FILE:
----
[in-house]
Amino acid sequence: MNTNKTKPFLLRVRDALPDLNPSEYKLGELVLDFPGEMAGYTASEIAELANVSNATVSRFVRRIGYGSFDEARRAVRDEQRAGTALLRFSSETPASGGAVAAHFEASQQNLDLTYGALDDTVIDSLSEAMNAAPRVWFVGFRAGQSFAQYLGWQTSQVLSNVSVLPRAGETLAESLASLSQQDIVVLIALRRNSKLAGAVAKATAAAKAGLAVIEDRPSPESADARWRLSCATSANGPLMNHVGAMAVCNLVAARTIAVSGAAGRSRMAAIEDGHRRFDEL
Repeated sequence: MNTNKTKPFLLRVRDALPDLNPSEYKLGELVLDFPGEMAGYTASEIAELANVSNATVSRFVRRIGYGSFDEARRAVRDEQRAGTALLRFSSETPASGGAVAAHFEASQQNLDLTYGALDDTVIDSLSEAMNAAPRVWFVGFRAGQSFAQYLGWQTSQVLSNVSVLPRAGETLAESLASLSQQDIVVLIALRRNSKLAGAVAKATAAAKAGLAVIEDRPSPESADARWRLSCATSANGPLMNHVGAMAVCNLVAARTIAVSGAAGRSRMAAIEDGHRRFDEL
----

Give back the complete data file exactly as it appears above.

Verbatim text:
[in-house]
Amino acid sequence: MNTNKTKPFLLRVRDALPDLNPSEYKLGELVLDFPGEMAGYTASEIAELANVSNATVSRFVRRIGYGSFDEARRAVRDEQRAGTALLRFSSETPASGGAVAAHFEASQQNLDLTYGALDDTVIDSLSEAMNAAPRVWFVGFRAGQSFAQYLGWQTSQVLSNVSVLPRAGETLAESLASLSQQDIVVLIALRRNSKLAGAVAKATAAAKAGLAVIEDRPSPESADARWRLSCATSANGPLMNHVGAMAVCNLVAARTIAVSGAAGRSRMAAIEDGHRRFDEL
Repeated sequence: MNTNKTKPFLLRVRDALPDLNPSEYKLGELVLDFPGEMAGYTASEIAELANVSNATVSRFVRRIGYGSFDEARRAVRDEQRAGTALLRFSSETPASGGAVAAHFEASQQNLDLTYGALDDTVIDSLSEAMNAAPRVWFVGFRAGQSFAQYLGWQTSQVLSNVSVLPRAGETLAESLASLSQQDIVVLIALRRNSKLAGAVAKATAAAKAGLAVIEDRPSPESADARWRLSCATSANGPLMNHVGAMAVCNLVAARTIAVSGAAGRSRMAAIEDGHRRFDEL